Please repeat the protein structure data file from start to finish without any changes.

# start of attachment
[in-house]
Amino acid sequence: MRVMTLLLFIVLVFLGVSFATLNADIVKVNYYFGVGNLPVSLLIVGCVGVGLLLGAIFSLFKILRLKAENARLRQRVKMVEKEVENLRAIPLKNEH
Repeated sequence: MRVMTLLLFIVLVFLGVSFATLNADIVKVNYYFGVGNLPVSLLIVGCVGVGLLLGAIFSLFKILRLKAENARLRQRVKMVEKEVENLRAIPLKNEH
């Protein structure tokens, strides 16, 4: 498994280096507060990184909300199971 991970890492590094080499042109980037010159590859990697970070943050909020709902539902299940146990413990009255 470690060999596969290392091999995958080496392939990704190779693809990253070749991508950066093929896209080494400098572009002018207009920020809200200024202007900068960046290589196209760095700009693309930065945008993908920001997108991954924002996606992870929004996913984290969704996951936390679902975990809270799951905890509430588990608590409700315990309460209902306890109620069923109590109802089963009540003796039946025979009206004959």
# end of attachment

[in-house]
Amino acid sequence: MRVMTLLLFIVLVFLGVSFATLNADIVKVNYYFGVGNLPVSLLIVGCVGVGLLLGAIFSLFKILRLKAENARLRQRVKMVEKEVENLRAIPLKNEH
Repeated sequence: MRVMTLLLFIVLVFLGVSFATLNADIVKVNYYFGVGNLPVSLLIVGCVGVGLLLGAIFSLFKILRLKAENARLRQRVKMVEKEVENLRAIPLKNEH
């Protein structure tokens, strides 16, 4: 498994280096507060990184909300199971 991970890492590094080499042109980037010159590859990697970070943050909020709902539902299940146990413990009255 470690060999596969290392091999995958080496392939990704190779693809990253070749991508950066093929896209080494400098572009002018207009920020809200200024202007900068960046290589196209760095700009693309930065945008993908920001997108991954924002996606992870929004996913984290969704996951936390679902975990809270799951905890509430588990608590409700315990309460209902306890109620069923109590109802089963009540003796039946025979009206004959």